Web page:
OnePlus is apparently having a hard time putting a lid on leaks exposing its upcoming flagship. Days after rumored 3D schematic renders of the OnePlus 11 Pro popped up online, leaker OnLeaks (via 91Mobiles) has shed some light on the OnePlus 11 Pro’s core specifications. It’s a usual flagship affair from top to bottom, but there are a few interesting bits to unpack.
Starting with the subtly curved display, it’s a 6.7-inch OLED screen with QHD+ (roughly 3216 x 1440 pixels) resolution. There’s a circular cutout in the corner, while the screen refresh rate is 120Hz. Overall, things look identical compared to the OnePlus 10 Pro.
Qualcomm’s upcoming Snapdragon 8 Gen 2 chipset, which is expected to be announced in December, will be powering the OnePlus 11 Pro. It appears that the phone will be sold in two configurations: one that pairs 8GB of RAM with 128GB of storage, and an overkill version with 16GB of RAM and 256GB of storage.
What on Earth is that zoom camera?
The camera is quite interesting, and a tad disheartening, too. The main camera employs a 50-megapixel sensor, and if the OnePlus 10 Pro is anything to go by, it is going to deliver impressive results with all that Hasselblad tuning in tow. To handle ultrawide photography, OnePlus is going with a generous 48MP sensor.
For the telephoto zoom camera, OnePlus is reportedly deploying a 32MP camera, up from the 8MP camera we got on the OnePlus 10 Pro. The optical zoom output is reportedly going to be 2x, which is a weird downgrade compared to the 3.3x output on its predecessor.
It appears that OnePlus is focusing on the final image quality by cramming 4x more pixels in the zoom shots, instead of delivering a blurry, magnified mess. It would be interesting to see how the digital cropping pans out, and whether pixel-binning will be thrown into the mix to deliver brighter shots with more color depth.
The approach sounds novel, theoretically, that is. However, it is also antithetical to the very purpose of telephoto cameras, which should ideally focus on offering the highest optical zoom output to capture far-out objects without much digital loss. Take, for example, Samsung Galaxy S22 Ultra, which goes up to 10x optical zoom with its telephoto camera and delivers surprising shots.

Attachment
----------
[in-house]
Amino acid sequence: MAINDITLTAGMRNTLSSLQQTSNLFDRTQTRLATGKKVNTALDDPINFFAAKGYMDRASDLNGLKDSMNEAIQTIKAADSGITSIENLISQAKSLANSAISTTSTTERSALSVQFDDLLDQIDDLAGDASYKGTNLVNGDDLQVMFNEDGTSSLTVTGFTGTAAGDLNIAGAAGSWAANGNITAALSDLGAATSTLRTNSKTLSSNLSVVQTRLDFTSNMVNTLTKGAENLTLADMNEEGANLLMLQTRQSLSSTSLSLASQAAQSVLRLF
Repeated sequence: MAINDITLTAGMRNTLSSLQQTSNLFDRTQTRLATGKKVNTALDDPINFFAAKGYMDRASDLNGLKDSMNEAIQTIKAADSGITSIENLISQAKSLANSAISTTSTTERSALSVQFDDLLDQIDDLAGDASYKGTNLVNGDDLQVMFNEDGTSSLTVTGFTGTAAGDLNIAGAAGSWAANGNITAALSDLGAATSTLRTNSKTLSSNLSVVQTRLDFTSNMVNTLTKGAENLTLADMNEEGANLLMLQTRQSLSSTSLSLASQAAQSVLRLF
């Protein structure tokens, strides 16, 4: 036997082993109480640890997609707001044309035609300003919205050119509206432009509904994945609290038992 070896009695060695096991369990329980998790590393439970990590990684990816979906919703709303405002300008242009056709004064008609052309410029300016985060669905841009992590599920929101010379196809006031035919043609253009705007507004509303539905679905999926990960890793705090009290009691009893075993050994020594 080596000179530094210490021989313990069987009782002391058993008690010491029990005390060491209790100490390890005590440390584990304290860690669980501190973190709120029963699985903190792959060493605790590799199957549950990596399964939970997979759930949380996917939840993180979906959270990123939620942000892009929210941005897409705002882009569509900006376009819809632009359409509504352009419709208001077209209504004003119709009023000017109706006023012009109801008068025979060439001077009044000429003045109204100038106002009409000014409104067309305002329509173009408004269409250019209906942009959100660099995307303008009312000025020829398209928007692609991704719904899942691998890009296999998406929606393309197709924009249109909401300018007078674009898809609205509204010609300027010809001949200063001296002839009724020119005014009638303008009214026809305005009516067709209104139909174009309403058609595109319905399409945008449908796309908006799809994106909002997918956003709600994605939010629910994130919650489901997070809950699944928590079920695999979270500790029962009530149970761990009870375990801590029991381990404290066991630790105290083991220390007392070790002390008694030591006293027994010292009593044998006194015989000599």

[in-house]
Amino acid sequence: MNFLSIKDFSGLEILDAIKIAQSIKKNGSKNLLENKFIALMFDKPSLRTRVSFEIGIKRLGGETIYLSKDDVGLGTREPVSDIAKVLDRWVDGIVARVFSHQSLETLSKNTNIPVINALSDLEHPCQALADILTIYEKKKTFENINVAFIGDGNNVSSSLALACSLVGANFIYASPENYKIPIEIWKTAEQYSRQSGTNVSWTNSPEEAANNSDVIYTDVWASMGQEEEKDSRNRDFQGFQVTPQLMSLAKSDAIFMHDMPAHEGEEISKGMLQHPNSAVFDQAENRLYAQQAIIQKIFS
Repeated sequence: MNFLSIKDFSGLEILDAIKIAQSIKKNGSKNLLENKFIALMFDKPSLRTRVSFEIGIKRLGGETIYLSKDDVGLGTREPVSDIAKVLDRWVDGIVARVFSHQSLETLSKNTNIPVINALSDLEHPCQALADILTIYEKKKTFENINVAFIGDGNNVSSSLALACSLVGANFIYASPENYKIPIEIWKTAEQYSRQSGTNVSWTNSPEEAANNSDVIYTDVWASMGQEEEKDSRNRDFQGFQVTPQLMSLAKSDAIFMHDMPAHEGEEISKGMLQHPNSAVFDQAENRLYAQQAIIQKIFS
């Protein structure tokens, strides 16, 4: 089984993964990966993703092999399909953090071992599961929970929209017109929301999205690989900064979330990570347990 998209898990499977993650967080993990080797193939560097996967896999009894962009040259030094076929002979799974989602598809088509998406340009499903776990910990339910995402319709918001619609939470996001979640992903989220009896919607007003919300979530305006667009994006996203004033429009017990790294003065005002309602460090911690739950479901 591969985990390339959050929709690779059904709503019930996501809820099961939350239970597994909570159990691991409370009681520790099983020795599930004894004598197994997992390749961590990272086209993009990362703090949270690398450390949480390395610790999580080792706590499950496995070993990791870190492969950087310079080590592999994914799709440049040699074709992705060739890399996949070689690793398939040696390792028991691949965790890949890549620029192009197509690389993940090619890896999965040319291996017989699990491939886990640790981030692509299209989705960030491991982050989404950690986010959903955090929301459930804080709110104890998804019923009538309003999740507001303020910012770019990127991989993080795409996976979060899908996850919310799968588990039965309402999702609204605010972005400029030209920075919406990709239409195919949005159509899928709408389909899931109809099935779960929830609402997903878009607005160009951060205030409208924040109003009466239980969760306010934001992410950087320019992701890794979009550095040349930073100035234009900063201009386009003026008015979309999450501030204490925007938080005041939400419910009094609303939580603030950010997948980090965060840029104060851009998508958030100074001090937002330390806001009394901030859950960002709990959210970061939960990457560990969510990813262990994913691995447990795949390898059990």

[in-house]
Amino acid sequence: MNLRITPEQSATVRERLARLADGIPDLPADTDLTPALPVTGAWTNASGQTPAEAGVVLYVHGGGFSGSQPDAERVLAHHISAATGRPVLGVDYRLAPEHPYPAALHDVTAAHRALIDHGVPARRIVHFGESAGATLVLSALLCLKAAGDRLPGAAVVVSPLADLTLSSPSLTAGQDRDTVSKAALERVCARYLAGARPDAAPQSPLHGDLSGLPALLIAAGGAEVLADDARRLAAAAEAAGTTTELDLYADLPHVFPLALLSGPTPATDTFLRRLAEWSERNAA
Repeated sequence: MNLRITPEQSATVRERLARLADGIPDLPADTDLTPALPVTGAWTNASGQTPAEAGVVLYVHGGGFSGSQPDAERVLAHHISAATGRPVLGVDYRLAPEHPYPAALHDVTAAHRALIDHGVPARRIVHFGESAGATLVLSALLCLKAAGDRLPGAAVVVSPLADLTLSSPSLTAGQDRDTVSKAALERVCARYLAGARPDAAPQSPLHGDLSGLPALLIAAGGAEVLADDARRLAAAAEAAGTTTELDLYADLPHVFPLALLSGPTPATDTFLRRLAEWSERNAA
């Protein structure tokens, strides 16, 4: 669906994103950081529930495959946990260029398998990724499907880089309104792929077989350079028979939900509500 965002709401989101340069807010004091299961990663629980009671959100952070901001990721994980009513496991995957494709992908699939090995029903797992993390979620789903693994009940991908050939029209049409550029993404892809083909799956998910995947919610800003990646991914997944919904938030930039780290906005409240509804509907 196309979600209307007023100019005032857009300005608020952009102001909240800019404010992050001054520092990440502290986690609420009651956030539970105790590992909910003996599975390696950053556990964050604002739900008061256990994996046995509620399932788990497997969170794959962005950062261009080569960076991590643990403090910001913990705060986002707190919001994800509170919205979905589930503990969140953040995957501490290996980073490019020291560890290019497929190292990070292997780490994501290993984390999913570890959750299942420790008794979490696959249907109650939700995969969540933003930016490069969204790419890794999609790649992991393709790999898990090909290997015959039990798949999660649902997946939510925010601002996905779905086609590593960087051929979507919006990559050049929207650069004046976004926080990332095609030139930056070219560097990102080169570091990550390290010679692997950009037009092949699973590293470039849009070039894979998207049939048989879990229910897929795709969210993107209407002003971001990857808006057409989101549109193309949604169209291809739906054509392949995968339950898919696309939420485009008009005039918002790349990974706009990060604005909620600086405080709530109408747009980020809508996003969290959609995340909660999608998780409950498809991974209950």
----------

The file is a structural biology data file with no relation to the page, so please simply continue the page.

One reason, in particular, that the OnePlus 11 Pro’s telephoto camera hardware appears to be holding back is the innate hardware. The company is still sticking to the usual smartphone zoom formula with moving lens elements placed right in front of the sensor, instead of the newer and more powerful folded lens system that we know as a periscope zoom type.
Huawei first popularized the tech which is easily identifiable by a rectangular lens element instead of the usual circular look of the camera lens. Samsung has delivered great results ever since the tech first arrived on the Galaxy S20 Ultra, and other Chinese brands soon followed suit. OnePlus, for some reason, is missing the train, yet again.
At least it charges wickedly fast
While the zoom camera setup seems curiously disheartening, the charging situation is still miles ahead of the competitors in the U.S. market. The OnePlus 11 Pro will reportedly offer a 5,000mAh battery that supports 100W wired fast charging.
That’s four times faster than the peak charging rate attainable with an iPhone 14 Pro, and about three times as quick as mainstream Samsung and Google flagships. For comparison, the OnePlus 10 Pro maxed out at 80W, enough to fill the tank in just about 30 minutes.
Assuming OnePlus doesn’t make any downgrades in the wireless charging department, the OnePlus 11 Pro will also offer 50W wireless charging, or even higher. At that peak output, the upcoming phone’s 5,000mAh Li-ion unit should take around 45-50 minutes to go from empty to 100%. The
- iPhone 15: release date and price predictions, leaks, rumors, and more
- These OnePlus V Fold rumors just put the Pixel Fold to shame
- You can now preorder the OnePlus Pad for $99 … kind of
- The 15 most important smartphones that changed the world forever
- You can now try the OnePlus 11 for free for 100 days — here’s how